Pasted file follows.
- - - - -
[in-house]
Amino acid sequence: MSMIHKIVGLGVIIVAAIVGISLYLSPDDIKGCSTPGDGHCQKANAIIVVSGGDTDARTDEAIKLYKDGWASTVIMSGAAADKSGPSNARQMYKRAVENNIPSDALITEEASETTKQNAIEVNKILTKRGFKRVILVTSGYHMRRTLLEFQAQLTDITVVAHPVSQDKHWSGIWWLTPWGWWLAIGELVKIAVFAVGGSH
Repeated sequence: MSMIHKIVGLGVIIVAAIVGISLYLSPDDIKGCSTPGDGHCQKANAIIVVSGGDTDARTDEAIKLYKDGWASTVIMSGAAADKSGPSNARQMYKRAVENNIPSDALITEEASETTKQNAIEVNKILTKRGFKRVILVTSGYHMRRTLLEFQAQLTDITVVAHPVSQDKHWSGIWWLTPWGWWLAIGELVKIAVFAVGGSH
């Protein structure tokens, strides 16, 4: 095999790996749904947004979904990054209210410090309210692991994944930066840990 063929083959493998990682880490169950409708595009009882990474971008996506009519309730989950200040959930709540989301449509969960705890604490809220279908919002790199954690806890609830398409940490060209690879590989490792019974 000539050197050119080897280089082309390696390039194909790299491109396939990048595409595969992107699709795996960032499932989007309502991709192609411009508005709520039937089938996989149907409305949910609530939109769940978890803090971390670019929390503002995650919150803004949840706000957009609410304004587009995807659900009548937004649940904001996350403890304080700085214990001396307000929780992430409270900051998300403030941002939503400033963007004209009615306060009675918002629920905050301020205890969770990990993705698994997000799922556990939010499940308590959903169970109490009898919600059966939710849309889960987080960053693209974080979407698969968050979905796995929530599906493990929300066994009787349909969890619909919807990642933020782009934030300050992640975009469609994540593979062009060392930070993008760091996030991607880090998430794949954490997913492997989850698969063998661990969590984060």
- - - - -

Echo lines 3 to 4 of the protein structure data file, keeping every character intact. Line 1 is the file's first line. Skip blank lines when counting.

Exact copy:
Repeated sequence: MSMIHKIVGLGVIIVAAIVGISLYLSPDDIKGCSTPGDGHCQKANAIIVVSGGDTDARTDEAIKLYKDGWASTVIMSGAAADKSGPSNARQMYKRAVENNIPSDALITEEASETTKQNAIEVNKILTKRGFKRVILVTSGYHMRRTLLEFQAQLTDITVVAHPVSQDKHWSGIWWLTPWGWWLAIGELVKIAVFAVGGSH
């Protein structure tokens, strides 16, 4: 095999790996749904947004979904990054209210410090309210692991994944930066840990 063929083959493998990682880490169950409708595009009882990474971008996506009519309730989950200040959930709540989301449509969960705890604490809220279908919002790199954690806890609830398409940490060209690879590989490792019974 000539050197050119080897280089082309390696390039194909790299491109396939990048595409595969992107699709795996960032499932989007309502991709192609411009508005709520039937089938996989149907409305949910609530939109769940978890803090971390670019929390503002995650919150803004949840706000957009609410304004587009995807659900009548937004649940904001996350403890304080700085214990001396307000929780992430409270900051998300403030941002939503400033963007004209009615306060009675918002629920905050301020205890969770990990993705698994997000799922556990939010499940308590959903169970109490009898919600059966939710849309889960987080960053693209974080979407698969968050979905796995929530599906493990929300066994009787349909969890619909919807990642933020782009934030300050992640975009469609994540593979062009060392930070993008760091996030991607880090998430794949954490997913492997989850698969063998661990969590984060």